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Over the past couple of years, I have found myself more and more often recommending graphing calculators for Algebra 1 students. This wizard instrument, capable of far more than I myself know how to tap into, works well with my tutoring style. However, I have seen firsthand what the consequences can be when students learn to use them without guidance. So many times, I have worked with high school upperclassmen and college students who cannot perform basic operations with fractions, graph by hand, evaluate an expression by hand, or perform addition and subtract with positive and negative integers because they became reliant on their calculators before ever properly learning the skills. These students usually lack the time or motivation to go back and learn how to do the skills by hand. Their courses move along rapidly and they need to spend their tutoring time keeping pace with the more advanced ideas. This is particularly unfortunate because these are the same skills they... read more

I recently sent this as advice to one of my clients having trouble with linear systems of inequalities. I thought I would share it here on my blog for students, parents, and tutors who have use for it. EXPLANATION OF LINEAR SYSTEMS OF INEQUALITIES A system with regular lines (the ones with equals signs in them that you have done before) shows the single point where the two lines cross each other on the graph. The X and Y at that point are the two numbers that make the equal sign true. For instance, with the equations 3 = 5X +Y and 10 = 2X -Y, the answer is x = 7/13 and y = 4/13 because if you plug those numbers into both equations you get true statements, 3=3 and 10=10. The point (7/13, 4/13) is the point where the two lines cross each other. Inequalities, where you have "less than" or "greater than" signs work the same way. But, instead of getting a point where the equations are true, you get a whole area on the graph where they are true. So,... read more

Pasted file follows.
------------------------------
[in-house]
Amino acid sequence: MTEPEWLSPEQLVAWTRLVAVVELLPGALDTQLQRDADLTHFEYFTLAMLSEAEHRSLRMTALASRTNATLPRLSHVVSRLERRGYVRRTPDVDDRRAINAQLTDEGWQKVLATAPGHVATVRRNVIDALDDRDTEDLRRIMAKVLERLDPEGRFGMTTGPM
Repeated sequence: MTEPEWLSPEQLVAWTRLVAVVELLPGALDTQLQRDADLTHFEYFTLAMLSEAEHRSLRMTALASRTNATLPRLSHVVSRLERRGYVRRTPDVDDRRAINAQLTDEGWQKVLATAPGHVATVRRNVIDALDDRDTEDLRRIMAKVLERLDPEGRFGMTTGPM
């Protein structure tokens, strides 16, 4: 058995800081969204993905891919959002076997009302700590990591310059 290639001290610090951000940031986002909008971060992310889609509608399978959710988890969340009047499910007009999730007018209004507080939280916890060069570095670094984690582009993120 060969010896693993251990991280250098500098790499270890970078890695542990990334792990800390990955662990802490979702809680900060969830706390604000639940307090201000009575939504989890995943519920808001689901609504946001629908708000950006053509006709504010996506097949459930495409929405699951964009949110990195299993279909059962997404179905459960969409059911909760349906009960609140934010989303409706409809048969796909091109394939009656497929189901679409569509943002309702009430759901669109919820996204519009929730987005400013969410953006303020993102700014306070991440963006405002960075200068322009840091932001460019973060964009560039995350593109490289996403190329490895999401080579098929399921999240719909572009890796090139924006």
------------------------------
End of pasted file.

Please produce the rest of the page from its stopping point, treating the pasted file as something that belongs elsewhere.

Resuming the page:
Psssst....parents, you have access to a free tutor and you don't even know it! As a tutor always on the lookout for more business, I am not sure I should give away this highly confidential secret, but here goes. You know your son in Prealgebra who needs my help because he recently started getting Ds on his tests? And you know your other son, the one in Algebra II that needed tutoring to prep for finals last semester? You may not be aware of this, but son #2 knows most of the material giving son #1 problems. Not only does son #2 have the ability to help the younger one, he would also greatly benefit from working with his dear sibling. He would stay on top of the review material he tends to relegate to the far reaches of his mind and start understanding the concepts he knows on a deeper level that relies less on memorization. Now, let's not get carried away. I am not saying that my professional services are unnecessary for either one of them - I have a lot of expertise and experience... read more

Should I get a tutor? Will it help my child? These are some of the most common questions posed to tutors by parents of students struggling in school. Tutoring can be expensive and difficult to schedule so parents must decide whether the time and money will be well spent. Instead of relying on a crystal ball, use these factors to help make the decision. 1. Does the student spend an appropriate amount of time on homework and studies? While it can help with study skills, organization, and motivation, tutoring cannot be expected to keep the student on track unless you plan on having a session every night. If you can make sure the student puts in effort outside of tutoring, she will be more likely benefit from it. 2. Does the student have difficulty learning from the textbook? If this is the case, the student will probably respond to one-on-one instruction that is more personalized. A tutor will help bring the subject to life and engage the student. A good tutor will... read more

One day your child needs help figuring out 4 + 7 and then, seemingly overnight, is asking for help with quadratic equations. As a parent, when you decide your child’s academic struggles are out of your league and that you need to hire a tutor, it is important to remember you still have a big effect on the outcome. Tutoring is expensive and it is in your best interest to get the most out of the process for your child. From the beginning, take an active approach to make sure the tutoring experience is a successful one. 1. Establish regular sessions and stick to them. By setting up a routine, you can help your child stay ahead of trouble and stay on track. The tutor can use the textbook and class materials to work ahead when possible. This helps students develop a sense of confidence in class and gives them pre-exposure to the material in a less demanding setting so that they can return to it in more depth the next session. Aim for once a week for elementary and junior... read more